Pedal point: a device used towards the end of a piece when a note is held
to anchor the harmony; usually in the bass, and usually on the dominant.
Fugue: From the Latin fuga, its name describes how one voice chases another
in an imitative way, in this musical form based on imitation.
Polyphony:– music in many parts which act independently.
Stretto:– in a fugue, when a theme enters before the previous one has
finished in another part.

Classical era: c1750 to 1820

Essential elements? Balance and beauty; clear, elegant discussion of musical
ideas, avoiding extremes; plenty of conventions, often subtly contravened.


Chamber music:– music with one instrument per part.
Compound duple time:– 6/8. Two beats in a bar, subdivided into three within
each beat.
Cadence:– two closing chords, like an Amen.
Sonata form:– the arrangement of an opening movement into three sections of
a musical argument: exposition, development and recapitulation.
Codetta:– a short passage that rounds a section off.

Romantic era: c1820-1910

Essential elements? The rise of the artist; combining music with other
arts; celebrating nature and individual nationhood; pushing the sound world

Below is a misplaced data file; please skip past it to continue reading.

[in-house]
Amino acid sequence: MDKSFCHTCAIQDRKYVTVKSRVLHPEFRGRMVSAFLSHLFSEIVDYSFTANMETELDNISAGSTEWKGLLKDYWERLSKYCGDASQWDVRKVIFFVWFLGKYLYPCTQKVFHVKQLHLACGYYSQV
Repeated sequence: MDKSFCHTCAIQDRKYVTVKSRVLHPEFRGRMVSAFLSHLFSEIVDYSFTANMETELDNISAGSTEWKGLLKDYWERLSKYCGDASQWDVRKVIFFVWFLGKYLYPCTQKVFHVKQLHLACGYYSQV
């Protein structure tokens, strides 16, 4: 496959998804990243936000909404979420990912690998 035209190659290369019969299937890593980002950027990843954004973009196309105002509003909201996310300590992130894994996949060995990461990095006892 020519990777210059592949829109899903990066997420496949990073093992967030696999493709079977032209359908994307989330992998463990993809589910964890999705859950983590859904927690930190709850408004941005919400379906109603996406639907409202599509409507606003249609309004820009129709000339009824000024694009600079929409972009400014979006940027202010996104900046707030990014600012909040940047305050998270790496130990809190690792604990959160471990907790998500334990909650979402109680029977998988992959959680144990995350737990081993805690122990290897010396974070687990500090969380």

of opera and orchestra to the limit, and doing the same with the tonal


Programme music: music that’s designed to tell a story or paint a picture
(as opposed to absolute music).
Gesamtkunstwerk: Wagner”s idea of bringing several disciplines together to
make a perfect, all-embracing art form.
Thematic transformation: transmogrifying a musical theme during the course
of a musical drama.
Leitmotiv: in a dramatic context, a recurring musical theme that’s always
associated with a particular character or idea; aka idée fixe.
Tone poem or symphonic poem: a piece of narrative programme music painted on an orchestral canvas.

C20th era:

Essential elements? Music being pushed to the brink and a whole variety of
approaches emerging, some radical and others conservative: expressionism,
neo-classicism, serialism, electronic composition, modernism,
post-modernism, minimalism, post-minimalism ……


Timbre: – the quality of a note produced by a musical instrument.
Bitonal:– having more than one tonal centre.
Ostinato: – a repeated rhythmic figure.
Diatonic: – based round a tonal centre.
Serialism: – a procedure that orders the 12 notes of a chromatic scale as the
basis for a piece of music; also known as twelve-tone composition.